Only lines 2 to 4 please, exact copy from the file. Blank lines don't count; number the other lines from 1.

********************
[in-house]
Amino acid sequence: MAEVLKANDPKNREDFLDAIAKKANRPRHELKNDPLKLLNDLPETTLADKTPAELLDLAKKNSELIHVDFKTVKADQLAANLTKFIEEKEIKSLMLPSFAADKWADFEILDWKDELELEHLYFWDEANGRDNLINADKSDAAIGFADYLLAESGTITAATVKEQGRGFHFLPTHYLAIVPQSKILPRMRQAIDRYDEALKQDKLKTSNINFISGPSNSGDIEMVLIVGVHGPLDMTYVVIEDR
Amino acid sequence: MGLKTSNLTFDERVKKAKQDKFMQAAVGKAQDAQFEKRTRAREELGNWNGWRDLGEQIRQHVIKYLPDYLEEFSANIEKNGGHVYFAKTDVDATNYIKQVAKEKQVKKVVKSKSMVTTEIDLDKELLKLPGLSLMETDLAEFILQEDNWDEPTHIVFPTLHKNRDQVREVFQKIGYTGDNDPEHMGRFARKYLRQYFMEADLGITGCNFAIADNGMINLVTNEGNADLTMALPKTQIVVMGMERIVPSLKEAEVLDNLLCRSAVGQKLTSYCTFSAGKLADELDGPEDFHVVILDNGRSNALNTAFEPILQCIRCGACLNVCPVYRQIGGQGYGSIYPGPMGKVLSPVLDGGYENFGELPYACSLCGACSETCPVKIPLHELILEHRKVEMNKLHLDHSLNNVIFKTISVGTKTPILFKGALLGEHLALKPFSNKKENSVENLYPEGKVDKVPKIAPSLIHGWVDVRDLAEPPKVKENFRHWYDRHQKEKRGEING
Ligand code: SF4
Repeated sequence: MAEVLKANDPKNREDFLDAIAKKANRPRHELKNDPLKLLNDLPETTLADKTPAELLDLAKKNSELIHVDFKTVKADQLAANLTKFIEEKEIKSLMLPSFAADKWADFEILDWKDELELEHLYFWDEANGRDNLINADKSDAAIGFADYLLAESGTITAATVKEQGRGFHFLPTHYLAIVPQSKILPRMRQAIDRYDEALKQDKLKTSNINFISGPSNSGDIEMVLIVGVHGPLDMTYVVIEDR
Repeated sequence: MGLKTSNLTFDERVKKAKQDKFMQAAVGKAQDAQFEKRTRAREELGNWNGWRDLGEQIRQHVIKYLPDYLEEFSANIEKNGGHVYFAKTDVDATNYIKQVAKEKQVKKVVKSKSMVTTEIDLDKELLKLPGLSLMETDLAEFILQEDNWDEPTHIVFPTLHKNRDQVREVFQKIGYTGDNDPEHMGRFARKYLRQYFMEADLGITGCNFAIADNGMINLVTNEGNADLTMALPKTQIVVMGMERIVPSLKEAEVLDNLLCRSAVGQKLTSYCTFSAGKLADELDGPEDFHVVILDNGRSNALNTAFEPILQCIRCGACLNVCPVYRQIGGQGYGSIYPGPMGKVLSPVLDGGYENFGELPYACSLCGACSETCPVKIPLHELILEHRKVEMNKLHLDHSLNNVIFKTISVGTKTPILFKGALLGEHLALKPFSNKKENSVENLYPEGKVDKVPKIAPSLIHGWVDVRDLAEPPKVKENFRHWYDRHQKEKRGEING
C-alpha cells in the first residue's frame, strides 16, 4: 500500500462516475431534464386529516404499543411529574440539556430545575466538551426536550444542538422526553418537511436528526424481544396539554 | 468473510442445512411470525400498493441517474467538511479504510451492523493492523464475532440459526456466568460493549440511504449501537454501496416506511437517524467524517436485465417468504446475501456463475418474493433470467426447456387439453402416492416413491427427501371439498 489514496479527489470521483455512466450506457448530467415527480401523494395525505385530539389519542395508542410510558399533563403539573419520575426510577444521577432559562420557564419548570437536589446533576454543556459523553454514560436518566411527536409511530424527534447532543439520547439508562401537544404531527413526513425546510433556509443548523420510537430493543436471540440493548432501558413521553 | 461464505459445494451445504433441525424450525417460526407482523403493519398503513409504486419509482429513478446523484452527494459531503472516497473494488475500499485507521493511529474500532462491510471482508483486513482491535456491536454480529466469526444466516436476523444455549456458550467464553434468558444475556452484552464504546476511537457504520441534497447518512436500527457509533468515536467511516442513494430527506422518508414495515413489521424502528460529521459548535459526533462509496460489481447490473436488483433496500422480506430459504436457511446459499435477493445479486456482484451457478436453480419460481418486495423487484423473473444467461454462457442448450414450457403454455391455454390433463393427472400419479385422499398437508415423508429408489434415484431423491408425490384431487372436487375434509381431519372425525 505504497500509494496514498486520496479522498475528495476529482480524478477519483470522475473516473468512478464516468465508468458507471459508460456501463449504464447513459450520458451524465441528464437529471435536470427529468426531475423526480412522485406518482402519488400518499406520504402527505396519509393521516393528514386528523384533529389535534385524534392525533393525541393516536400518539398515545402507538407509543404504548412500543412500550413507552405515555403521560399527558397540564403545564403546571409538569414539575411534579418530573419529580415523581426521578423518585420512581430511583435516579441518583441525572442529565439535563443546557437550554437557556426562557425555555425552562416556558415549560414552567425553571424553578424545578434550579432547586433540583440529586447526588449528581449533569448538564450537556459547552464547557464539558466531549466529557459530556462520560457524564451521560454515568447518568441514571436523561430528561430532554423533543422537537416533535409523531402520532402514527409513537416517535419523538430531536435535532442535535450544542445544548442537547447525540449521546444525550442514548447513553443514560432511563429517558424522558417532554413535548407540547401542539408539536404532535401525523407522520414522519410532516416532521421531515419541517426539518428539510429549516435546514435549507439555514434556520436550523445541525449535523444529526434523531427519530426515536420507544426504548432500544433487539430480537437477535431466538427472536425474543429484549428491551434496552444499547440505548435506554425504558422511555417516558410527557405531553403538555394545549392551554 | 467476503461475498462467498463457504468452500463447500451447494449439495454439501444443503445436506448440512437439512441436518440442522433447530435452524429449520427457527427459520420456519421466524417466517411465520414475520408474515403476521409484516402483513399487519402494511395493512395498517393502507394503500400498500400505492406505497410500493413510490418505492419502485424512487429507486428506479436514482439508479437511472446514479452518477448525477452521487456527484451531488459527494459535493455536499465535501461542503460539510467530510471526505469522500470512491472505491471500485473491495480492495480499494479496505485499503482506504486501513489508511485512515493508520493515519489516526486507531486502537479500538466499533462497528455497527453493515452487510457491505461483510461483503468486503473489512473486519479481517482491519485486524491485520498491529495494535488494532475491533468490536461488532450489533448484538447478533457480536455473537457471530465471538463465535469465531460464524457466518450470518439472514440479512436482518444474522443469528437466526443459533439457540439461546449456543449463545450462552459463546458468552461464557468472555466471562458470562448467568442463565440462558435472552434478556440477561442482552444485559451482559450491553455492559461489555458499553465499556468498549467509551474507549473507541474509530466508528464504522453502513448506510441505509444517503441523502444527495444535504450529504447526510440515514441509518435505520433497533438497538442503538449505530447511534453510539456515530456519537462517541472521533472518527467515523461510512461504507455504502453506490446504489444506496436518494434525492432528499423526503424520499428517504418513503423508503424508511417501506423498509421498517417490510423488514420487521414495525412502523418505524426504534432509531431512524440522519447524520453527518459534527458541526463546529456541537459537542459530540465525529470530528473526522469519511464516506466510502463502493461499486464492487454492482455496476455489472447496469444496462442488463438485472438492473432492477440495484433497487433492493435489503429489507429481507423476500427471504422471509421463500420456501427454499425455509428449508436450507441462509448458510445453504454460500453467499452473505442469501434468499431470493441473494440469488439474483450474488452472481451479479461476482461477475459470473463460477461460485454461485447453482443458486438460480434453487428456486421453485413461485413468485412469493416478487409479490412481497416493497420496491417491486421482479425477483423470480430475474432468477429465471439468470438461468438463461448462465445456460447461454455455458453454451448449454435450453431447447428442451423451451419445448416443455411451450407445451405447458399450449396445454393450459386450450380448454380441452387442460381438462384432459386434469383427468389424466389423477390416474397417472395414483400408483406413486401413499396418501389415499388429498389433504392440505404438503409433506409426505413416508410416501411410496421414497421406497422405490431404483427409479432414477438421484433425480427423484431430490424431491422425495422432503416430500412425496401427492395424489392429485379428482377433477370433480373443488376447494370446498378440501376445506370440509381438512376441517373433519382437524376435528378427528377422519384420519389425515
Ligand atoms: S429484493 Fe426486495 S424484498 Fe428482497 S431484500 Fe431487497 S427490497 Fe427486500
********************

Amino acid sequence: MAEVLKANDPKNREDFLDAIAKKANRPRHELKNDPLKLLNDLPETTLADKTPAELLDLAKKNSELIHVDFKTVKADQLAANLTKFIEEKEIKSLMLPSFAADKWADFEILDWKDELELEHLYFWDEANGRDNLINADKSDAAIGFADYLLAESGTITAATVKEQGRGFHFLPTHYLAIVPQSKILPRMRQAIDRYDEALKQDKLKTSNINFISGPSNSGDIEMVLIVGVHGPLDMTYVVIEDR
Amino acid sequence: MGLKTSNLTFDERVKKAKQDKFMQAAVGKAQDAQFEKRTRAREELGNWNGWRDLGEQIRQHVIKYLPDYLEEFSANIEKNGGHVYFAKTDVDATNYIKQVAKEKQVKKVVKSKSMVTTEIDLDKELLKLPGLSLMETDLAEFILQEDNWDEPTHIVFPTLHKNRDQVREVFQKIGYTGDNDPEHMGRFARKYLRQYFMEADLGITGCNFAIADNGMINLVTNEGNADLTMALPKTQIVVMGMERIVPSLKEAEVLDNLLCRSAVGQKLTSYCTFSAGKLADELDGPEDFHVVILDNGRSNALNTAFEPILQCIRCGACLNVCPVYRQIGGQGYGSIYPGPMGKVLSPVLDGGYENFGELPYACSLCGACSETCPVKIPLHELILEHRKVEMNKLHLDHSLNNVIFKTISVGTKTPILFKGALLGEHLALKPFSNKKENSVENLYPEGKVDKVPKIAPSLIHGWVDVRDLAEPPKVKENFRHWYDRHQKEKRGEING
Ligand code: SF4